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This is my code:

#include <stdio.h>
#include <time.h>
#include <unistd.h>
#include <crypt.h>
#include <string.h>
#include <stdlib.h>

int main(void){

int i;
unsigned long seed[2];

/* Generate a (not very) random seed */
seed[0] = time(NULL);
seed[1] = getpid() ^ (seed[0] >> 14 & 0x30000);

printf("Seed 0: %lu ; Seed 1: %lu", seed[0], seed[1]);
return 0;

I want to generate some very random seed that will be used into an hash function but i don't know how to do it!

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up vote 3 down vote accepted

You can read the random bits you need from /dev/random.

When read, the /dev/random device will only return random bytes within the estimated number of bits of noise in the entropy pool. /dev/random should be suitable for uses that need very high quality randomness such as one-time pad or key generation. When the entropy pool is empty, reads from /dev/random will block until additional environmental noise is gathered.(

int randomSrc = open("/dev/random", O_RDONLY);
unsigned long seed[2];
read(randomSrc , seed, 2 * sizeof(long) );
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This is fantastic :) thanks a lot!! – polslinux May 18 '12 at 7:02

Go for Mersenne Twister, it is a widely used pseudorandom number generator, since it is very fast, has a very long period and a very good distribution. Do not attempt to write your own implementation, use any of the available ones.

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Because the algorithm is deterministic you can't get very random, only pseudo-random - for most cases what you have there is plenty, if you go overboard e.g.

Mac address + IP address + free space on HD + current free memory + epoch time in ms...

then you risk crippling the performance of your algorithm.

If your solution is interactive then you could set the user a short typing task and get them to generate the random data for you - measure the time between keystrokes and multiply that by the code of the key they pressed - even if they re-type the same string the timing will be off slightly - you could mix it up a bit, take mod 10 of the seconds when they start and only count those keystrokes.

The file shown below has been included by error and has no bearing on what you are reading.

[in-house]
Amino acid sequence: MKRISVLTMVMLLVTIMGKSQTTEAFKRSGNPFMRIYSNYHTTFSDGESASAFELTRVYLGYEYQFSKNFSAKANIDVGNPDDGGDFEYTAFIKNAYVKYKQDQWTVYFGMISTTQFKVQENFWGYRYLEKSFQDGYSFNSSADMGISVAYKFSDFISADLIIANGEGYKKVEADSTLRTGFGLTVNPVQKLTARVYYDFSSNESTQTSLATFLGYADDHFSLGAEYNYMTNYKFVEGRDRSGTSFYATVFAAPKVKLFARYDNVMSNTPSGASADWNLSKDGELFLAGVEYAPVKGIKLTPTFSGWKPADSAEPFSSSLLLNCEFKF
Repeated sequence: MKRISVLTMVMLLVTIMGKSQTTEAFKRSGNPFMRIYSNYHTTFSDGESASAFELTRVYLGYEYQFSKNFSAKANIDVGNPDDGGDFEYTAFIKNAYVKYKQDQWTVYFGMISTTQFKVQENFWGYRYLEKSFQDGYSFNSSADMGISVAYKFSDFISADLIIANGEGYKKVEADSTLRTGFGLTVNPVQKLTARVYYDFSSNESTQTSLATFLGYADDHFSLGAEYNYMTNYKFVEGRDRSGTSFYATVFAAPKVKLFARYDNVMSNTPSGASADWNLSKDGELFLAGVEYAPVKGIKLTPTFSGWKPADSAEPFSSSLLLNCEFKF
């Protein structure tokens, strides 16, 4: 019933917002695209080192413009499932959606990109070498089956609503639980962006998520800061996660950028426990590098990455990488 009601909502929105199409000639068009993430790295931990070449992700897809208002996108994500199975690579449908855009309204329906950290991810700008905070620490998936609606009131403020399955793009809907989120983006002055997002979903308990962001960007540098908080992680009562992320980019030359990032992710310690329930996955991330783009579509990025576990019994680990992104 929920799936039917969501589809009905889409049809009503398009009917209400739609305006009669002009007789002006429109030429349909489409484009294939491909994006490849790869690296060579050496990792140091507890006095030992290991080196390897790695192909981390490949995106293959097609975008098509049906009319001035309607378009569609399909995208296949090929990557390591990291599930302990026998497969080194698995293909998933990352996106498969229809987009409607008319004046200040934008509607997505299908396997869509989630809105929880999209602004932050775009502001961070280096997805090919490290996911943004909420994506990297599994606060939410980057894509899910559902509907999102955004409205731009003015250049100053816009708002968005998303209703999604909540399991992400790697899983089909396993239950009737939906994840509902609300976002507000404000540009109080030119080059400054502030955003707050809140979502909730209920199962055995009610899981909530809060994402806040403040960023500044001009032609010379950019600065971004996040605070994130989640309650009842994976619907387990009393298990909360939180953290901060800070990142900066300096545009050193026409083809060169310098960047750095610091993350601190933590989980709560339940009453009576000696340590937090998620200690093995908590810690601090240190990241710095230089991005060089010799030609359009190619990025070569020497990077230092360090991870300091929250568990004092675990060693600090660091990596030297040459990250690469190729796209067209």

But if you really really want 100% random numbers - then you could use the ANU Quantum Vacuum Random number generator - article

There is a project on GitHub it's pretty awesome way to beat the bad guys.

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This may seem random but could actually have a terrible distribution and not be as random as expected. – ClemKeirua May 17 '12 at 22:10
but the quantum random number generator is guaranteed - it takes Heisenberg's uncertainty principle - essentially that you can't know everything and asks "Well what happens if we have a perfect vacuum?" it turns out the Universe goes nuts spewing out virtual particles just to confound the scientists. – web_bod May 17 '12 at 22:14
Sorry, I was talking about your first solution (summing various elements). The quantuum number generator, like all the physically basec generators, might be a bit though to implement :) However it can indeed be a very good way to generate random numbers, since "real" efficient randomness (I mean not based on a deterministic algorithm) is based on principles of physics. uses atmospheric noise for its number generation. – ClemKeirua May 17 '12 at 22:19
Thanks for the github's link ! I know they are only fetching the data on the servers using HTTP, but it might be of use. – ClemKeirua May 17 '12 at 22:23
I like - great name – web_bod May 17 '12 at 22:26

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